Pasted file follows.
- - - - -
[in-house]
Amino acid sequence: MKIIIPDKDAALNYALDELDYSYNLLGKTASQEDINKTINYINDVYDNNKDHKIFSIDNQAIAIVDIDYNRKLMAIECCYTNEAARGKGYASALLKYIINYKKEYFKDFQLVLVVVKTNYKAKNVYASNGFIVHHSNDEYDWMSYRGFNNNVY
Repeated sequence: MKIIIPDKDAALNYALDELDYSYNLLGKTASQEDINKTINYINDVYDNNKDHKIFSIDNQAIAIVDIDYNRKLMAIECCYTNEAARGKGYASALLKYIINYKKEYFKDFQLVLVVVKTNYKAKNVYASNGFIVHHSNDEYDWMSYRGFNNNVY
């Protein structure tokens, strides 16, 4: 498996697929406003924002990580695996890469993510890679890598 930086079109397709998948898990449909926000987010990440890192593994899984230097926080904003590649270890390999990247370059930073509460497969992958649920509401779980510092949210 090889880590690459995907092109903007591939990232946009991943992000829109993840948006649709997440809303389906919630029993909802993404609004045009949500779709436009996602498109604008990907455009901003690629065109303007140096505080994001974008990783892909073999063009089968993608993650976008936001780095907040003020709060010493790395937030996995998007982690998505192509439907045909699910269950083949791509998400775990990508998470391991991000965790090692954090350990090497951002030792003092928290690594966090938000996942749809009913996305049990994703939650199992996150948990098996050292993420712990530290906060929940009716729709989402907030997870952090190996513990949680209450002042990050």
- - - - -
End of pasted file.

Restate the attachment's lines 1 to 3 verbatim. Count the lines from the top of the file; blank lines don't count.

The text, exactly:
[in-house]
Amino acid sequence: MKIIIPDKDAALNYALDELDYSYNLLGKTASQEDINKTINYINDVYDNNKDHKIFSIDNQAIAIVDIDYNRKLMAIECCYTNEAARGKGYASALLKYIINYKKEYFKDFQLVLVVVKTNYKAKNVYASNGFIVHHSNDEYDWMSYRGFNNNVY
Repeated sequence: MKIIIPDKDAALNYALDELDYSYNLLGKTASQEDINKTINYINDVYDNNKDHKIFSIDNQAIAIVDIDYNRKLMAIECCYTNEAARGKGYASALLKYIINYKKEYFKDFQLVLVVVKTNYKAKNVYASNGFIVHHSNDEYDWMSYRGFNNNVY